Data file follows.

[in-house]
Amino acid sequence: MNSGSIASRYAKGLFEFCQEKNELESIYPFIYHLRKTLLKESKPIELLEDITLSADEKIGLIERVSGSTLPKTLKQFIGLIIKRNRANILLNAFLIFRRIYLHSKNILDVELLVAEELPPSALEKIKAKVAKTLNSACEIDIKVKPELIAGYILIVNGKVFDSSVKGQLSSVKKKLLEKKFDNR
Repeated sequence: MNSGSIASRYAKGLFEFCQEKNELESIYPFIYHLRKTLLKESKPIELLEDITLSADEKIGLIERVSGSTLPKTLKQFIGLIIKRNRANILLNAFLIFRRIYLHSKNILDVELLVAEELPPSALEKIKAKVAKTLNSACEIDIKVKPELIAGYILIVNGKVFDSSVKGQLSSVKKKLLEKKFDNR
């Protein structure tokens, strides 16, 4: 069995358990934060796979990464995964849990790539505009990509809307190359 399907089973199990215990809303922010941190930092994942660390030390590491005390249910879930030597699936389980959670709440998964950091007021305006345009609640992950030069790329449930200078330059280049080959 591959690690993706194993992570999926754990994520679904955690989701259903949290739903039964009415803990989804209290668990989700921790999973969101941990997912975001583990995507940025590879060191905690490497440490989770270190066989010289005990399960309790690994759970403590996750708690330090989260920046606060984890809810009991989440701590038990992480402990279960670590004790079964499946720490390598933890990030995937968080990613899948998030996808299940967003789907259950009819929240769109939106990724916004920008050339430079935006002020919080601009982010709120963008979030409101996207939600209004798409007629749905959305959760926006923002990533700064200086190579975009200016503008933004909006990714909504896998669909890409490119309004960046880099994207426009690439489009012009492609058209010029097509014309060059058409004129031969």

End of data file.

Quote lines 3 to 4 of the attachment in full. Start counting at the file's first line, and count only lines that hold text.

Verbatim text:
Repeated sequence: MNSGSIASRYAKGLFEFCQEKNELESIYPFIYHLRKTLLKESKPIELLEDITLSADEKIGLIERVSGSTLPKTLKQFIGLIIKRNRANILLNAFLIFRRIYLHSKNILDVELLVAEELPPSALEKIKAKVAKTLNSACEIDIKVKPELIAGYILIVNGKVFDSSVKGQLSSVKKKLLEKKFDNR
């Protein structure tokens, strides 16, 4: 069995358990934060796979990464995964849990790539505009990509809307190359 399907089973199990215990809303922010941190930092994942660390030390590491005390249910879930030597699936389980959670709440998964950091007021305006345009609640992950030069790329449930200078330059280049080959 591959690690993706194993992570999926754990994520679904955690989701259903949290739903039964009415803990989804209290668990989700921790999973969101941990997912975001583990995507940025590879060191905690490497440490989770270190066989010289005990399960309790690994759970403590996750708690330090989260920046606060984890809810009991989440701590038990992480402990279960670590004790079964499946720490390598933890990030995937968080990613899948998030996808299940967003789907259950009819929240769109939106990724916004920008050339430079935006002020919080601009982010709120963008979030409101996207939600209004798409007629749905959305959760926006923002990533700064200086190579975009200016503008933004909006990714909504896998669909890409490119309004960046880099994207426009690439489009012009492609058209010029097509014309060059058409004129031969």